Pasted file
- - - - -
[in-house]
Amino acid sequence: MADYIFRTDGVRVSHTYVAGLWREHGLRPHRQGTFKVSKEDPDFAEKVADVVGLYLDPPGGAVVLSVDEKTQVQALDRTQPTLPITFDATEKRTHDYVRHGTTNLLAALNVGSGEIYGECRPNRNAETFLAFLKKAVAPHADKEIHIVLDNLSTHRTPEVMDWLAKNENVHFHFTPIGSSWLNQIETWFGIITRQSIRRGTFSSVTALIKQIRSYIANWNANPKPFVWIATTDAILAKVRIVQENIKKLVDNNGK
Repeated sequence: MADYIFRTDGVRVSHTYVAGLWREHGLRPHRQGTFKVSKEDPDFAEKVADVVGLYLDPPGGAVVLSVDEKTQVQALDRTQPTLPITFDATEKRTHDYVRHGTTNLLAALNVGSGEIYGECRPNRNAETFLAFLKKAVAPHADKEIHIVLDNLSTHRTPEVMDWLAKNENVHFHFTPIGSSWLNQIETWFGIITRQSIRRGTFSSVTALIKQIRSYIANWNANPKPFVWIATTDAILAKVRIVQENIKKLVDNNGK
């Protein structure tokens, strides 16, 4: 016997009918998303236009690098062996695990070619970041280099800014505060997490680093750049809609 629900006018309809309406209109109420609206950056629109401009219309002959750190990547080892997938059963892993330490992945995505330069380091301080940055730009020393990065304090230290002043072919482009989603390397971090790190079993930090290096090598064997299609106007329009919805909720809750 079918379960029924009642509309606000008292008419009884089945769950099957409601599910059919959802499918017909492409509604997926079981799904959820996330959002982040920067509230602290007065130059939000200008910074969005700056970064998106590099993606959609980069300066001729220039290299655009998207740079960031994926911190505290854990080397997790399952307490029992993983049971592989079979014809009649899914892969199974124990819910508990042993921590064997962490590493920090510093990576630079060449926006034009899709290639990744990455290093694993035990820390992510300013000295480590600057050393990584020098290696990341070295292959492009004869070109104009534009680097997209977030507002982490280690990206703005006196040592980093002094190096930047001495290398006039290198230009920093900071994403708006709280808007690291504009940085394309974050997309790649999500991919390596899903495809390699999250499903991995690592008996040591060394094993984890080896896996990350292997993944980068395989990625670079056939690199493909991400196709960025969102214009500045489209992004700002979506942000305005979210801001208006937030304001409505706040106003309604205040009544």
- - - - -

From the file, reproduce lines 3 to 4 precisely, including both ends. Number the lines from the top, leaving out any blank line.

Repeated sequence: MADYIFRTDGVRVSHTYVAGLWREHGLRPHRQGTFKVSKEDPDFAEKVADVVGLYLDPPGGAVVLSVDEKTQVQALDRTQPTLPITFDATEKRTHDYVRHGTTNLLAALNVGSGEIYGECRPNRNAETFLAFLKKAVAPHADKEIHIVLDNLSTHRTPEVMDWLAKNENVHFHFTPIGSSWLNQIETWFGIITRQSIRRGTFSSVTALIKQIRSYIANWNANPKPFVWIATTDAILAKVRIVQENIKKLVDNNGK
């Protein structure tokens, strides 16, 4: 016997009918998303236009690098062996695990070619970041280099800014505060997490680093750049809609 629900006018309809309406209109109420609206950056629109401009219309002959750190990547080892997938059963892993330490992945995505330069380091301080940055730009020393990065304090230290002043072919482009989603390397971090790190079993930090290096090598064997299609106007329009919805909720809750 079918379960029924009642509309606000008292008419009884089945769950099957409601599910059919959802499918017909492409509604997926079981799904959820996330959002982040920067509230602290007065130059939000200008910074969005700056970064998106590099993606959609980069300066001729220039290299655009998207740079960031994926911190505290854990080397997790399952307490029992993983049971592989079979014809009649899914892969199974124990819910508990042993921590064997962490590493920090510093990576630079060449926006034009899709290639990744990455290093694993035990820390992510300013000295480590600057050393990584020098290696990341070295292959492009004869070109104009534009680097997209977030507002982490280690990206703005006196040592980093002094190096930047001495290398006039290198230009920093900071994403708006709280808007690291504009940085394309974050997309790649999500991919390596899903495809390699999250499903991995690592008996040591060394094993984890080896896996990350292997993944980068395989990625670079056939690199493909991400196709960025969102214009500045489209992004700002979506942000305005979210801001208006937030304001409505706040106003309604205040009544």